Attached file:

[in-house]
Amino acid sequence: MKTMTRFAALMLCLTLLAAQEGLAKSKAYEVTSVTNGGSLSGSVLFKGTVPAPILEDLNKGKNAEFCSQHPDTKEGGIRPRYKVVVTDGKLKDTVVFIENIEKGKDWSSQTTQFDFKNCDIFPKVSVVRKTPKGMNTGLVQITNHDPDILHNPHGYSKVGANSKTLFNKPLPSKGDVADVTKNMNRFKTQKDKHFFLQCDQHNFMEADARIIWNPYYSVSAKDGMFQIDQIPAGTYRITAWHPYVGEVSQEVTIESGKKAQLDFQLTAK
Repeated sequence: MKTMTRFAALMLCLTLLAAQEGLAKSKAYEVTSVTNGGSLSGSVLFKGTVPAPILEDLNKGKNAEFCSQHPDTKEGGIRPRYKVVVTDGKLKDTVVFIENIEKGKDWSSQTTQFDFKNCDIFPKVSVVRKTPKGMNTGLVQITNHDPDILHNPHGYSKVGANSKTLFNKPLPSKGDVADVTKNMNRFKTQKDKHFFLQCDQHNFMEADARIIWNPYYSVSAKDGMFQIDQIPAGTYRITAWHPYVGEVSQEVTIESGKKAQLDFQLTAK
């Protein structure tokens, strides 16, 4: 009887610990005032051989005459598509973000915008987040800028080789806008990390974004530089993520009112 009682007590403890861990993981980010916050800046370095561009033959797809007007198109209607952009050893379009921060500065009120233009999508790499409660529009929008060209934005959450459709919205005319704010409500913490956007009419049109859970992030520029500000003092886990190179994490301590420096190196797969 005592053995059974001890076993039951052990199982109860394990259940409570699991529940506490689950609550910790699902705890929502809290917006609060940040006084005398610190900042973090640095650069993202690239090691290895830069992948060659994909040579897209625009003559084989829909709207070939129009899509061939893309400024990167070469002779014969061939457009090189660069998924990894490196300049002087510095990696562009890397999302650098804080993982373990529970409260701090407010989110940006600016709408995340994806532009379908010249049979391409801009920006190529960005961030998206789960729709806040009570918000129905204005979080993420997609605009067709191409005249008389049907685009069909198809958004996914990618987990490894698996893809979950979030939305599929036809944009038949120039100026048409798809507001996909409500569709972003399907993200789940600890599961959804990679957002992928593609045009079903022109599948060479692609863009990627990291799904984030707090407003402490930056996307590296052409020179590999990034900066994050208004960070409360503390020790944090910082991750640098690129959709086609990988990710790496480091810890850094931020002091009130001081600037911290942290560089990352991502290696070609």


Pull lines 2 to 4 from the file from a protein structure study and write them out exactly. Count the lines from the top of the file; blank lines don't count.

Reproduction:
Amino acid sequence: MKTMTRFAALMLCLTLLAAQEGLAKSKAYEVTSVTNGGSLSGSVLFKGTVPAPILEDLNKGKNAEFCSQHPDTKEGGIRPRYKVVVTDGKLKDTVVFIENIEKGKDWSSQTTQFDFKNCDIFPKVSVVRKTPKGMNTGLVQITNHDPDILHNPHGYSKVGANSKTLFNKPLPSKGDVADVTKNMNRFKTQKDKHFFLQCDQHNFMEADARIIWNPYYSVSAKDGMFQIDQIPAGTYRITAWHPYVGEVSQEVTIESGKKAQLDFQLTAK
Repeated sequence: MKTMTRFAALMLCLTLLAAQEGLAKSKAYEVTSVTNGGSLSGSVLFKGTVPAPILEDLNKGKNAEFCSQHPDTKEGGIRPRYKVVVTDGKLKDTVVFIENIEKGKDWSSQTTQFDFKNCDIFPKVSVVRKTPKGMNTGLVQITNHDPDILHNPHGYSKVGANSKTLFNKPLPSKGDVADVTKNMNRFKTQKDKHFFLQCDQHNFMEADARIIWNPYYSVSAKDGMFQIDQIPAGTYRITAWHPYVGEVSQEVTIESGKKAQLDFQLTAK
């Protein structure tokens, strides 16, 4: 009887610990005032051989005459598509973000915008987040800028080789806008990390974004530089993520009112 009682007590403890861990993981980010916050800046370095561009033959797809007007198109209607952009050893379009921060500065009120233009999508790499409660529009929008060209934005959450459709919205005319704010409500913490956007009419049109859970992030520029500000003092886990190179994490301590420096190196797969 005592053995059974001890076993039951052990199982109860394990259940409570699991529940506490689950609550910790699902705890929502809290917006609060940040006084005398610190900042973090640095650069993202690239090691290895830069992948060659994909040579897209625009003559084989829909709207070939129009899509061939893309400024990167070469002779014969061939457009090189660069998924990894490196300049002087510095990696562009890397999302650098804080993982373990529970409260701090407010989110940006600016709408995340994806532009379908010249049979391409801009920006190529960005961030998206789960729709806040009570918000129905204005979080993420997609605009067709191409005249008389049907685009069909198809958004996914990618987990490894698996893809979950979030939305599929036809944009038949120039100026048409798809507001996909409500569709972003399907993200789940600890599961959804990679957002992928593609045009079903022109599948060479692609863009990627990291799904984030707090407003402490930056996307590296052409020179590999990034900066994050208004960070409360503390020790944090910082991750640098690129959709086609990988990710790496480091810890850094931020002091009130001081600037911290942290560089990352991502290696070609």